(I am a board member of the Greek Onassis Foundation, which operates a large international shipping company headquartered in Europe, and I consult for Crowley Maritime in the United States)

Armed with a clear idea of ​​how the maritime network works, experts can apply appropriate analytical tools (including emerging artificial intelligence techniques) to formulate solutions. In the United States, for example, a plan is needed to move the delivery of goods from overloaded ports to underutilized ports. The United States has few mega-ports (only Los Angeles and Long Beach are in the top 20 in the world) but many smaller ones – a legacy of our vast coastline and decentralized infrastructure. This weakness could become a strength.

It would also be helpful to know where it is best to invest in port improvements. As the Ministry of Transport enforces the recently passed infrastructure legislation, this effort should be a priority.

In the long term, it is important to invest in global shipping, starting with the sailors themselves. In the United States, this means supporting merchant marine colleges, including the US Merchant Marine Academy in Kings Point, New York, and state maritime colleges. Governments, including the United States, should also subsidize environmentally friendly shipping operations and improvements in port technology – including collapsible shipping containers, “smart” unloading cranes and warehouses. pop-up to manage overflows.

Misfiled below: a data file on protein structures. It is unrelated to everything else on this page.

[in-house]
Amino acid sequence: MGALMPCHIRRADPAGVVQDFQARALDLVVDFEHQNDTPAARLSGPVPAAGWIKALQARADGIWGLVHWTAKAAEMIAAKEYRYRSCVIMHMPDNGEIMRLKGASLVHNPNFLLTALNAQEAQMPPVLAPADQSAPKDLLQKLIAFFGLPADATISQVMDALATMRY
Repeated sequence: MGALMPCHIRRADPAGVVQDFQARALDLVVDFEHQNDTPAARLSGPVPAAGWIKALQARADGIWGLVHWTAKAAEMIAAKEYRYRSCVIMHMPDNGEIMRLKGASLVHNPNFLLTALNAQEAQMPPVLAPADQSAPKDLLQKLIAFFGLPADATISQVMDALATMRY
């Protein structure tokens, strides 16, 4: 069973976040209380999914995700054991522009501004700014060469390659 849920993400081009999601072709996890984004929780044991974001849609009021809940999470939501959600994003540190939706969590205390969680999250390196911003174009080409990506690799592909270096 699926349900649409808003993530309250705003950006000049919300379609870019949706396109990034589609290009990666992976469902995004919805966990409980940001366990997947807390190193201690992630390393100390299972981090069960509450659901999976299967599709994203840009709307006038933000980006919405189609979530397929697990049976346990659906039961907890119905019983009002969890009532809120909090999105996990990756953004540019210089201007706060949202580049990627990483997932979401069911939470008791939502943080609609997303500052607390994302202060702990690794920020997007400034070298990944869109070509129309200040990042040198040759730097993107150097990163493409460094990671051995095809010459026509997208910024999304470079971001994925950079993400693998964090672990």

The current global system has been out of sync not only by labor shortages induced by COVID-19, but also by extraordinarily delayed demand for durable goods, aging and neglected infrastructure and severe weather disruption. The combined effects will take a year to wear off.

Unfortunately but not surprisingly, this problem also has a geopolitical aspect. Controversy over which country operates a particular port or channel discourages information and intelligence sharing. Competition between the United States and China also complicates efforts to resynchronize the global shipping system.

The pressure on shipping networks is ever increasing and there are no other options left to move most of the world’s goods. International cooperation between nations, interagency coordination within countries and, above all, a high level of public-private integration will be needed to unravel the problems of the system.

James Stavridis is a Bloomberg Opinion columnist. He is a retired US Navy Admiral and former Supreme Allied Commander NATO, and Dean Emeritus of the Fletcher School of Law and Diplomacy at Tufts University. He is also Chairman of the Board of Directors of the Rockefeller Foundation and Vice President of Global Affairs of the Carlyle Group. His latest book is “2034: A Novel of the Next World War”.